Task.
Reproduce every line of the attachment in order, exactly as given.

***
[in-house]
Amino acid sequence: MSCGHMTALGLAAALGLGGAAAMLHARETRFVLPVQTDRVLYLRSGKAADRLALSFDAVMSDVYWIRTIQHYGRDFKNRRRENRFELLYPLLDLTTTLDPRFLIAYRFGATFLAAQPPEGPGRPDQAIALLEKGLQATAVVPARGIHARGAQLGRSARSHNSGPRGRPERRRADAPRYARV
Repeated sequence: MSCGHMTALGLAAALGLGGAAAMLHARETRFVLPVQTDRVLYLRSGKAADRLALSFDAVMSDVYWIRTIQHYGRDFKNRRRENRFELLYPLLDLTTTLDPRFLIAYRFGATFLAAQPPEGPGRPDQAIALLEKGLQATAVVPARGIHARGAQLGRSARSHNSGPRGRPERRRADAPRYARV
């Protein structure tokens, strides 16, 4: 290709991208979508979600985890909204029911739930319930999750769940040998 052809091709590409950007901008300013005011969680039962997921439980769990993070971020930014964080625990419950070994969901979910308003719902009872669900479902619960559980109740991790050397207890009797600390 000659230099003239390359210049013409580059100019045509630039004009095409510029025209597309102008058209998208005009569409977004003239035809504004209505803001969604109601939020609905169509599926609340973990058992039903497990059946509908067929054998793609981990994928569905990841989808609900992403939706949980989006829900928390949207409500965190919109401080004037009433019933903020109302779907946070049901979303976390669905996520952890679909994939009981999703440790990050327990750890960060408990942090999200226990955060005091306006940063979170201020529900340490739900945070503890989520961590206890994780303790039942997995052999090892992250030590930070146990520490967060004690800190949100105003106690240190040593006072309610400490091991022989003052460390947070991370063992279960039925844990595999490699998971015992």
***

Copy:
[in-house]
Amino acid sequence: MSCGHMTALGLAAALGLGGAAAMLHARETRFVLPVQTDRVLYLRSGKAADRLALSFDAVMSDVYWIRTIQHYGRDFKNRRRENRFELLYPLLDLTTTLDPRFLIAYRFGATFLAAQPPEGPGRPDQAIALLEKGLQATAVVPARGIHARGAQLGRSARSHNSGPRGRPERRRADAPRYARV
Repeated sequence: MSCGHMTALGLAAALGLGGAAAMLHARETRFVLPVQTDRVLYLRSGKAADRLALSFDAVMSDVYWIRTIQHYGRDFKNRRRENRFELLYPLLDLTTTLDPRFLIAYRFGATFLAAQPPEGPGRPDQAIALLEKGLQATAVVPARGIHARGAQLGRSARSHNSGPRGRPERRRADAPRYARV
């Protein structure tokens, strides 16, 4: 290709991208979508979600985890909204029911739930319930999750769940040998 052809091709590409950007901008300013005011969680039962997921439980769990993070971020930014964080625990419950070994969901979910308003719902009872669900479902619960559980109740991790050397207890009797600390 000659230099003239390359210049013409580059100019045509630039004009095409510029025209597309102008058209998208005009569409977004003239035809504004209505803001969604109601939020609905169509599926609340973990058992039903497990059946509908067929054998793609981990994928569905990841989808609900992403939706949980989006829900928390949207409500965190919109401080004037009433019933903020109302779907946070049901979303976390669905996520952890679909994939009981999703440790990050327990750890960060408990942090999200226990955060005091306006940063979170201020529900340490739900945070503890989520961590206890994780303790039942997995052999090892992250030590930070146990520490967060004690800190949100105003106690240190040593006072309610400490091991022989003052460390947070991370063992279960039925844990595999490699998971015992």